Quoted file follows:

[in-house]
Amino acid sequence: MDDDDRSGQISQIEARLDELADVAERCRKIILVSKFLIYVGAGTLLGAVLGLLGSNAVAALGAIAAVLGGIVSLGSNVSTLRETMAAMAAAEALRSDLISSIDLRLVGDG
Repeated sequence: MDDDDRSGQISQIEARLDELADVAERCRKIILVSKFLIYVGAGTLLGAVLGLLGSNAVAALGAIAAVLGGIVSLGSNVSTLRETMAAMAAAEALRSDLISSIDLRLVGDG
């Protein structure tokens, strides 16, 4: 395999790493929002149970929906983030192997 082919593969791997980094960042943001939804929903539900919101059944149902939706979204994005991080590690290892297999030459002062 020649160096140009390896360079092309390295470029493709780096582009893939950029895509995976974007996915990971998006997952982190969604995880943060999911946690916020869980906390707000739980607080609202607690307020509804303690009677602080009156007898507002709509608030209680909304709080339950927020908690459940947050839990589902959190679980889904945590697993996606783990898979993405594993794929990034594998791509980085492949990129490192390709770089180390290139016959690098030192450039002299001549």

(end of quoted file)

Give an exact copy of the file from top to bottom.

[in-house]
Amino acid sequence: MDDDDRSGQISQIEARLDELADVAERCRKIILVSKFLIYVGAGTLLGAVLGLLGSNAVAALGAIAAVLGGIVSLGSNVSTLRETMAAMAAAEALRSDLISSIDLRLVGDG
Repeated sequence: MDDDDRSGQISQIEARLDELADVAERCRKIILVSKFLIYVGAGTLLGAVLGLLGSNAVAALGAIAAVLGGIVSLGSNVSTLRETMAAMAAAEALRSDLISSIDLRLVGDG
């Protein structure tokens, strides 16, 4: 395999790493929002149970929906983030192997 082919593969791997980094960042943001939804929903539900919101059944149902939706979204994005991080590690290892297999030459002062 020649160096140009390896360079092309390295470029493709780096582009893939950029895509995976974007996915990971998006997952982190969604995880943060999911946690916020869980906390707000739980607080609202607690307020509804303690009677602080009156007898507002709509608030209680909304709080339950927020908690459940947050839990589902959190679980889904945590697993996606783990898979993405594993794929990034594998791509980085492949990129490192390709770089180390290139016959690098030192450039002299001549």